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California’s First-Ever Index of Children’s Health and Well-Being Reveals Decade of Improvement

Will Recession Undermine Gains for Kids?

PALO ALTO, Calif. – A newly created index measuring the overall health and well-being of California’s children and youth shows a consistent pattern of improvement over the last decade, but researchers warn that the present economic recession could undermine and possibly even reverse those gains.

Released today by the Lucile Packard Foundation for Children’s Health, the
composite of 16 key indicators of children’s well-being tracks data from 1995 to 2006 to assess how California children have fared over time. In addition to statewide data, the Index also analyzes data for the state’s two most populous regions, Los Angeles County and the six-county San Francisco Bay Area (Alameda, Contra Costa, Marin, San Francisco, San Mateo and Santa Clara counties). During that period, the overall measure of child health and well-being of California’s children improved by 16 percent. Los Angeles youth fared even better, with a 20 percent improvement, while the Bay Area saw
a 14 percent increase. Those gains, however, would have been even higher except for deep losses in the area of family economics.

“This index gives California a solid benchmark to gauge progress in advancing the health of children,” said David Alexander, MD, the foundation’s president and CEO. “We have made slow, steady progress, but present economic conditions now threaten these gains.”

Estimates from this study suggest that in 2010 more than one in four children in California will be living below the poverty line.

“Given these economic challenges, we must be especially careful that we do no harm to children,” Alexander said. “It’s imperative that we preserve the hard-won gains we have made and continue to invest in their health and well-being.”

The foundation commissioned Duke University sociologist Dr. Kenneth Land to create “The California Index of Child and Youth Well-Being.” Land based the California Index on the national model he developed for the Foundation for Child Development and has released annually since 2004. Like the Dow Jones or Consumer Price Index (CPI), the California Index provides a summary measure to compare trends over time.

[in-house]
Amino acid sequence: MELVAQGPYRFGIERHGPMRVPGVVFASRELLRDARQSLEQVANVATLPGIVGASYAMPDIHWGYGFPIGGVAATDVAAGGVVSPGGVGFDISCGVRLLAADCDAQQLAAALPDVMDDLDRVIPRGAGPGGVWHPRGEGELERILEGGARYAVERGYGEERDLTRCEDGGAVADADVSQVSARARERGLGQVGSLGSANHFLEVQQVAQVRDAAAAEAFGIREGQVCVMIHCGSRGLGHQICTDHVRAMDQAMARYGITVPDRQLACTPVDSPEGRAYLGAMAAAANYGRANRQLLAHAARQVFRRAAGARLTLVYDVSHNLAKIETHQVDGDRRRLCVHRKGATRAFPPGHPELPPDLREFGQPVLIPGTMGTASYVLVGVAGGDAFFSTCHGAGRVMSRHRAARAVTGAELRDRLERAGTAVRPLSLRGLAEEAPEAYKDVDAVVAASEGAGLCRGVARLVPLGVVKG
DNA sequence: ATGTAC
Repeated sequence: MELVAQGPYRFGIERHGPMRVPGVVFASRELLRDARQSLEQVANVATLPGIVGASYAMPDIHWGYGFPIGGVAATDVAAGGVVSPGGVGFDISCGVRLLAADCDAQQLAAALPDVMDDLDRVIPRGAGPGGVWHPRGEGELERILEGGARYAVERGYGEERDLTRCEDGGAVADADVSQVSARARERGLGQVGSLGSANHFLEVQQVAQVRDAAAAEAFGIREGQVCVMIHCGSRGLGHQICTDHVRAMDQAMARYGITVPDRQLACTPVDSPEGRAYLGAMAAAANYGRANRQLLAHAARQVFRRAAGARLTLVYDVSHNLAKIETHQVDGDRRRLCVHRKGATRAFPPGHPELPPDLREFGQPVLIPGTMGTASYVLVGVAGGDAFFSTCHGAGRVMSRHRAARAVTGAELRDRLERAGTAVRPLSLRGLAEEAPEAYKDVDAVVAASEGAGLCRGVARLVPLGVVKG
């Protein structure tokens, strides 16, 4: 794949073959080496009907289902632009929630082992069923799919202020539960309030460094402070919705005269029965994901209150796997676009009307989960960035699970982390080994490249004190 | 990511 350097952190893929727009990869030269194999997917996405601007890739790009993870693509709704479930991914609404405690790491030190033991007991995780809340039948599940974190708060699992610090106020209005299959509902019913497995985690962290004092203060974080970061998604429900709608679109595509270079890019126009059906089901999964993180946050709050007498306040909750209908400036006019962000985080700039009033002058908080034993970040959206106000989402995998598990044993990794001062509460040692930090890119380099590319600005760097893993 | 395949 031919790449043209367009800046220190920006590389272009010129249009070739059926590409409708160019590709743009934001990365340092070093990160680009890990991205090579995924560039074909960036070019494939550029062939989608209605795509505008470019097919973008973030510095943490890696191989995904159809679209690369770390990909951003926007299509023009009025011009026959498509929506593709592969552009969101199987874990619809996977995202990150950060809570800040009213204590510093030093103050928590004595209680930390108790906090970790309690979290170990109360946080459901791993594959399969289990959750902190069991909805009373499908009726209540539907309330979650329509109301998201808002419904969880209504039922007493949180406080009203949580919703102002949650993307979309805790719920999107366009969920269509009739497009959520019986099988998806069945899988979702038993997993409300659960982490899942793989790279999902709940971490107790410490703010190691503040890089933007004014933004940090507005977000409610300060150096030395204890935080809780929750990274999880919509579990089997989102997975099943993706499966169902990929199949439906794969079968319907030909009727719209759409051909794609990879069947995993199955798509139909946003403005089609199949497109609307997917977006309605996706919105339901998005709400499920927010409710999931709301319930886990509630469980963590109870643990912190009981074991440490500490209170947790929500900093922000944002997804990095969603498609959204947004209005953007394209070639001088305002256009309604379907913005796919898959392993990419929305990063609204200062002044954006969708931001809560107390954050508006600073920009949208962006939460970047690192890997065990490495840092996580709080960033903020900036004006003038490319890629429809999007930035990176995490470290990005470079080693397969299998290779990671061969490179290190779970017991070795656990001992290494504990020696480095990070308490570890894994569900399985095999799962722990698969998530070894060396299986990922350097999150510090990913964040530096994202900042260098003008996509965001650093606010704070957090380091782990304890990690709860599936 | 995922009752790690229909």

Land analyzed five key areas, or domains, to paint a picture of the health of California’s children: educational attainment, emotional well-being, family economics, health and safety/behavioral concerns. Collectively, those domains show a 16 percent improvement in children’s well-being over a decade. Each individual domain also showed marked improvement, except for one — family economics. Spurred on by increasing rates of children living in poverty and decreasing rates of affordable housing, family economics dropped by 21 percent statewide. That drop was mirrored in Los Angeles County, with a 20 percent decrease. However, the Bay Area saw a far more modest 9 percent slip in family economic well-being.

“Given that the family economics domain already was falling in 2006, we have to ask what the long-term effects of the more recent ‘Great Recession’ will be on California’s kids,” Land says. “Although it’s impossible to determine just how much poverty will affect the overall California index, poverty rates are likely to weigh down what, at least until 2006, were general improvements in child well-being.”

Land projected that the percentage of California’s children living in poverty could jump from the 2007 level of 17 percent to a high of 27 percent in 2010. And while his projections call for that figure to fall to 24 percent by 2012, the impact on children’s health will likely be lasting, as the percent of children in poverty still will be higher than before the downturn.

Disparities remain

The index also breaks down trends in four ethnic groups, finding nearly identical gains in overall well-being from 1995 to 2006: African Americans (13 percent), Asians (15 percent), Latinos (12 percent) and Caucasians (12 percent). But Land cautions that significant disparities still exist, with African American and, to a lesser degree, Latino children faring poorly compared to Caucasian and Asian children.

To develop the index, Land reviewed more than 250 child- and youth-related indicators available through the foundation’s Web site. The site, which tracks indicators over time, recently expanded to offer wide-ranging data on children for all cities, school districts and counties in California, nearly 1,600 regions in total.

A Web summary of the index report and accompanying charts can be downloaded from the site at

Land is the John Franklin Crowell Professor of Sociology and Demography at Duke University. He is well known for his scholarship and research on mathematical and statistical models in sociology, demography, criminology and social indicators/quality-of-life studies. He is the co-author or co-editor of five books, more than 100 research articles and numerous book chapters.

The Lucile Packard Foundation for Children’s Health is a public charity whose vision is that all children in the communities it serves are able to reach their maximum health potential. For more information on the foundation, see